The spectacular collapse of the conference of foreign ministers in Cambodia last week is a major setback for Asean. As the group's secretary-general Surin Pitsuwan said, it is a harsh lesson. Years ago, Mr Surin was one of the strongest voices in the region arguing against the outdated use of the so-called principle of non-interference to try to paper over tough decisions. Last week, Asean was so crippled by this outmoded rule of engagement that it was publicly humiliated and unable to engage.
It does not help that China is mostly to blame for the embarrassing end to the summit of Asean foreign ministers and a couple of dozen outside counterparts. Beijing's serial refusals to address the serious problems of territorial disputes in the South China Sea were well known before the Cambodia meetings. Asean's stated aim and its duty was to bring some order and stability to a problem that currently risks shooting wars between China and the Philippines, and between China and Vietnam. Failure was always possible, but the mortifying collapse of the talks is unacceptable.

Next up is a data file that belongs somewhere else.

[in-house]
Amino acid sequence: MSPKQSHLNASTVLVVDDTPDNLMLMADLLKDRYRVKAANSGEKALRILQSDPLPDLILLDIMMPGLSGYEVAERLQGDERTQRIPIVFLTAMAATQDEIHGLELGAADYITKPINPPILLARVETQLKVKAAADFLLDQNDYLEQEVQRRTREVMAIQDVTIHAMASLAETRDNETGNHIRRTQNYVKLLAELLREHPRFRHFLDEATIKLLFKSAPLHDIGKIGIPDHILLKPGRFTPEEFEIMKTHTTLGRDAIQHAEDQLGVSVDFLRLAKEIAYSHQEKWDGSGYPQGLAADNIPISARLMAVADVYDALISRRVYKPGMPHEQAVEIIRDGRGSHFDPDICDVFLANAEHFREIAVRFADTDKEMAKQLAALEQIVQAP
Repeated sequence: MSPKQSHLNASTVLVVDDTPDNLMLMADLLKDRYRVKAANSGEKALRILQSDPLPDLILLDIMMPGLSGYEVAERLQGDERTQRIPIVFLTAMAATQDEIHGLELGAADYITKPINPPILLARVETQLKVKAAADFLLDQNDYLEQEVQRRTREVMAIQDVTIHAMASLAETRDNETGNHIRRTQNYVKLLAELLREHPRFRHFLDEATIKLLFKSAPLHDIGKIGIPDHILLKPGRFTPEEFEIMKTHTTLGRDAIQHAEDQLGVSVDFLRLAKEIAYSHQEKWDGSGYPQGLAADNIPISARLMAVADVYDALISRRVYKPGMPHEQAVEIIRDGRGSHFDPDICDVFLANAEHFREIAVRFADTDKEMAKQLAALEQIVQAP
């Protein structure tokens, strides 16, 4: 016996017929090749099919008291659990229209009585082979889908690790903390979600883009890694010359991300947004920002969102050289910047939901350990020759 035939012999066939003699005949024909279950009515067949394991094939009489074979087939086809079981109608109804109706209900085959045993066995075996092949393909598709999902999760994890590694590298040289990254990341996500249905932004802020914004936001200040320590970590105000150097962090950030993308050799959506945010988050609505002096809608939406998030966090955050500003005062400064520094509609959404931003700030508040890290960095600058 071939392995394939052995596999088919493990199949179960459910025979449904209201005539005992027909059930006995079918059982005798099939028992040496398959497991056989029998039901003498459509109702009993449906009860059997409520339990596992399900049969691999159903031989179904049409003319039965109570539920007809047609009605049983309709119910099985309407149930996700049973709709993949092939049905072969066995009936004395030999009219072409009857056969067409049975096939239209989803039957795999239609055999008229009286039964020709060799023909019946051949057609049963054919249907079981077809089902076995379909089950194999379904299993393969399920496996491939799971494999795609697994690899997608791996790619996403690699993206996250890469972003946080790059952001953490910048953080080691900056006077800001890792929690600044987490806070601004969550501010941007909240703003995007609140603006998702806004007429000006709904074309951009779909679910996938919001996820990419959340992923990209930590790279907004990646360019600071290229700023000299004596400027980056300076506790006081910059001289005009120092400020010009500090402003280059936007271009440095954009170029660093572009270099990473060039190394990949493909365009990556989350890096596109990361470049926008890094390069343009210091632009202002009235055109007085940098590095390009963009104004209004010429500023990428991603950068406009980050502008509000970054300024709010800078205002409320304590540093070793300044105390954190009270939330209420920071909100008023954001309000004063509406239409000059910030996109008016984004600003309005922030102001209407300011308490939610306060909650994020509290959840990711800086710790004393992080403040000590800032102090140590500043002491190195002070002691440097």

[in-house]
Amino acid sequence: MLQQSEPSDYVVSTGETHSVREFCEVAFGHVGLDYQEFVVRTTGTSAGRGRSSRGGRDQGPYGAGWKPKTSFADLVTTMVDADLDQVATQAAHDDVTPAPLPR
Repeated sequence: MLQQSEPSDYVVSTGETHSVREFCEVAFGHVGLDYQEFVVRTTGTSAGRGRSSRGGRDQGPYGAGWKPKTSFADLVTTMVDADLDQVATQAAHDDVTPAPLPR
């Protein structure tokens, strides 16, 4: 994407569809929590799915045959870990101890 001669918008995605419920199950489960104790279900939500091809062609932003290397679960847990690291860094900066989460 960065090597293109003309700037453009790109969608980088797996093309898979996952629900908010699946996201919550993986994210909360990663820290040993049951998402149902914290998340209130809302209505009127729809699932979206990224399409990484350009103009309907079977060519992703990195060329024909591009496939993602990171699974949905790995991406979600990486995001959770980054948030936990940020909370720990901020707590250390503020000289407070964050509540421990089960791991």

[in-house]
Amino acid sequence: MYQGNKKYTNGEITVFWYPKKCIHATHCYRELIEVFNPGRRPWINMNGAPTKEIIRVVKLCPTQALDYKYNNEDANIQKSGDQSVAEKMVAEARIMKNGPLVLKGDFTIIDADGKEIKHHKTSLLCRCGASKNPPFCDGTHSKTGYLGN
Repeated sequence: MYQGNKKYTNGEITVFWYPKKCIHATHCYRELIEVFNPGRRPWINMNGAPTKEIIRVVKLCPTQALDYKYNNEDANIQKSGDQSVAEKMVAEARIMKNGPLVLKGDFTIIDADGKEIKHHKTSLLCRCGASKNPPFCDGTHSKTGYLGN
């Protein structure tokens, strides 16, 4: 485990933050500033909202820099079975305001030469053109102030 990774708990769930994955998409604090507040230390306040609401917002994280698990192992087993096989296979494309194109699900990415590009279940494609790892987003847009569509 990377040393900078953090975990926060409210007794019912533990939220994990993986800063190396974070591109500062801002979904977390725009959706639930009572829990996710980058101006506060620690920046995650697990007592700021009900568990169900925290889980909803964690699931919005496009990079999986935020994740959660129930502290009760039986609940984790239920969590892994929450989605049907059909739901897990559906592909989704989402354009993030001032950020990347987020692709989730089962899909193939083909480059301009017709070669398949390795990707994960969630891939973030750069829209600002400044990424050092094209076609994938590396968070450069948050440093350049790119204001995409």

The argument, which grew heated, was over the wording of a statement for the meeting. The Philippines and Vietnam insisted that the dispute be described, to include a confrontation between Manila and Beijing over a reef known as the Scarborough Shoal. Beijing angrily rejected its inclusion.
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